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Influence of environmental parameters and metal microstucture on the corrosion mechanisms of iron anoxic media

Hélène Lotz Delphine Neff Florence Mercier Christian Bataillon 1 Ludovic Tortech Eddy Foy Michel Schlegel 2 Philippe Dillmann
1 LECA - Laboratoire d'Etude de la Corrosion Aqueuse
SCCME - Service de la Corrosion et du Comportement des Matériaux dans leur Environnement : DEN/DPC/SCCME/LECA
2 LISL - laboratoire d'ingénierie des surfaces et lasers
SEARS - Service d'études analytiques et de réactivité des surfaces : DEN/DPC/SEARS
Abstract : In France, radioactive waste storage will take place 500 m deep in clay. The radionuclides will be confined in a vitreous matrix surrounded by several steel envelopes. The packages will evolve in an anoxic environment saturated with carbonated water for several thousand years. Understanding of the corrosion mechanisms is crucial to define the size of these metallic elements. Previous theoretical (Bataillon et al, 2010) and experimental studies on archaeological analogues (Leon et al, 2014) and laboratory samples (Leon et al, 2017) allowed to identify a FeII/III submicrometric layer at the interface Metal/Corrosion Product layer (CPL) that seems to passivate steel. At the same time, conductive magnetite islets connected to the metal inside the CPL were identified by CAFM, suggesting that electrons from the metal anodic reaction could circulate through the CPL (Mercier et al, 2018). The aim of this study is to clarify CPL properties at an earlier corrosion stage. Chemical, physical and electrochemical properties of the CPL such as phase distribution, porosity, conductivity and cathodic reaction location need to be clarified. Therefore, short-term corrosion experiments (640 h) were performed to see how CPL properties are set up. Three substrates (a pure ferrite; a carbon steel with cementite inclusions, corresponding to the overpack of the nuclear waste package;and coupons cut from a15th century iron rebar from the Metz’s cathedral, presenting an heterogeneous matrix typical of historical artefacts, i.e. cementite and Si/P slag inclusions), were corroded to identify the impact of the substrate microstructure on corrosion process. Futhermore, experiments were performed in carbonate and silicate media to study the impact of the environment on the corrosion layers. Results (SEM-EDS and μ-Raman) acquired on samples from the carbonate system showed CPL whose chemical properties are similar to CPL developped on experiments carried out over longer periods and on archaeological analogues. Nevertheless, submicrometric STXM/XANES analysis showed that the oxide is present discontinuously at the M/CPL interface. Conversely, in silicated system, the oxide layer at the M/CPL interface seems to be present with thickness around 1 µm. Depending on the substrate microstructure on carbonate system, the M/CPL front presents a quite uniform morphology (pure ferrite) or more locally advanced front (steel and old iron) which can be attributed to the presence of inclusion in the substrate. Electrical properties investigated by CAFM showed that CPL from pure ferrite contain magnetite islets arranged in discontinuous edgings in the insulating matrix of siderite which are electrically connected to the metal. In contrast, Metz’s cathedral CPL has conductive zones throughout the inner corrosion layer. These conductivity differences will have an impact on the location of the cathodic reaction and, consequently, on the corrosion rate.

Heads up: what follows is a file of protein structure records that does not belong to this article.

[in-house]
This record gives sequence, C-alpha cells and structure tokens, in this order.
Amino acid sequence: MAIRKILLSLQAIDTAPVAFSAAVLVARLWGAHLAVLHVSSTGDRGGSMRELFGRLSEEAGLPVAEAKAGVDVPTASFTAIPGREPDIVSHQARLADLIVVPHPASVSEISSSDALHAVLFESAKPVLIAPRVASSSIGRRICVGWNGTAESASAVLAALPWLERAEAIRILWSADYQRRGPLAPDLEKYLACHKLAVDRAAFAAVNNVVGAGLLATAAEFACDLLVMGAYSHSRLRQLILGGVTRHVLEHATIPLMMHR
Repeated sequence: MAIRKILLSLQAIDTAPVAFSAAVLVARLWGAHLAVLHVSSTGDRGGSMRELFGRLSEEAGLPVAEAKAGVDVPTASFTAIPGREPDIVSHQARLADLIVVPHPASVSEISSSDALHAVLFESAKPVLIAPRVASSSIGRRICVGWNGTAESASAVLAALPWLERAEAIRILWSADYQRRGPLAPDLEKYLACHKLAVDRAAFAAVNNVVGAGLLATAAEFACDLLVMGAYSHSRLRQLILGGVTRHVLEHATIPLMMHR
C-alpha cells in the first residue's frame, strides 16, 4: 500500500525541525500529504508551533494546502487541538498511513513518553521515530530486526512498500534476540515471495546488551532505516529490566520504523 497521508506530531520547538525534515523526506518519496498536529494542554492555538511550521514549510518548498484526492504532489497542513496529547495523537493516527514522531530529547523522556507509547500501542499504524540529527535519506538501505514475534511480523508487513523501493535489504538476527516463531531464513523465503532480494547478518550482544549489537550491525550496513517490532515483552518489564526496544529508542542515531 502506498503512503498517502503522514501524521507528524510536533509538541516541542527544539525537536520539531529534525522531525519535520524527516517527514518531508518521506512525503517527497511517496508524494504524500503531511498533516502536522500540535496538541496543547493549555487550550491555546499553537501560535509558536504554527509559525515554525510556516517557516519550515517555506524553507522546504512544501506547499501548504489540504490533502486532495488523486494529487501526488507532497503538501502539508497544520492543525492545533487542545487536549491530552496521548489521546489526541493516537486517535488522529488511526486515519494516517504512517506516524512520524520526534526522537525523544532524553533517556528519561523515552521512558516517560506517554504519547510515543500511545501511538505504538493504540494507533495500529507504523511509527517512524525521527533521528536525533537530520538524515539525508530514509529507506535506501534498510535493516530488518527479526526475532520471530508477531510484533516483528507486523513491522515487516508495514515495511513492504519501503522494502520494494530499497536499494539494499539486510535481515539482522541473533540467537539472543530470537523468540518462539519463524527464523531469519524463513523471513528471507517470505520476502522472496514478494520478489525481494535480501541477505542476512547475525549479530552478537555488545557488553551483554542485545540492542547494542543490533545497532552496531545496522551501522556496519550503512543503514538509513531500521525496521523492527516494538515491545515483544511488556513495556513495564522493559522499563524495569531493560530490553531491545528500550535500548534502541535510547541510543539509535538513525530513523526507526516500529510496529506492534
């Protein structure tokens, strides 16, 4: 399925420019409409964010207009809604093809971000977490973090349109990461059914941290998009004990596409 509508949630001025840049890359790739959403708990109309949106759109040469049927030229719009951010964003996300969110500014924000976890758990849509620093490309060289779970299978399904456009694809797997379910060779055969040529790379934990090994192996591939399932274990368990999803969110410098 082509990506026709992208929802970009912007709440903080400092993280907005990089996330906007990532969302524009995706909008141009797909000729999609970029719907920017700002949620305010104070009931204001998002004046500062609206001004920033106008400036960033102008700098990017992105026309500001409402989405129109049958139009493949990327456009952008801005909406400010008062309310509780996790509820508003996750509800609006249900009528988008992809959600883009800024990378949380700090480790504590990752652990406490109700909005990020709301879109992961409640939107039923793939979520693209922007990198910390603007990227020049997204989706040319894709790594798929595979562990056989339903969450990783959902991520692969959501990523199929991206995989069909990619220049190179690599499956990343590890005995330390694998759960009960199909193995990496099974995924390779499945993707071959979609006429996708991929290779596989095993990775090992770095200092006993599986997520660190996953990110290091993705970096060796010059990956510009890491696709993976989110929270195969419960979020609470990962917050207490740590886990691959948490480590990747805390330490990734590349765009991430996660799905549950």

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Submitted on : Tuesday, September 1, 2020 - 6:01:16 PM
Last modification on : Wednesday, February 17, 2021 - 4:46:03 PM


  • HAL Id : cea-02927608, version 1



Hélène Lotz, Delphine Neff, Florence Mercier, Christian Bataillon, Ludovic Tortech, et al.. Influence of environmental parameters and metal microstucture on the corrosion mechanisms of iron anoxic media. Eurocorr 2019, Sep 2019, Séville, Spain. ⟨cea-02927608⟩



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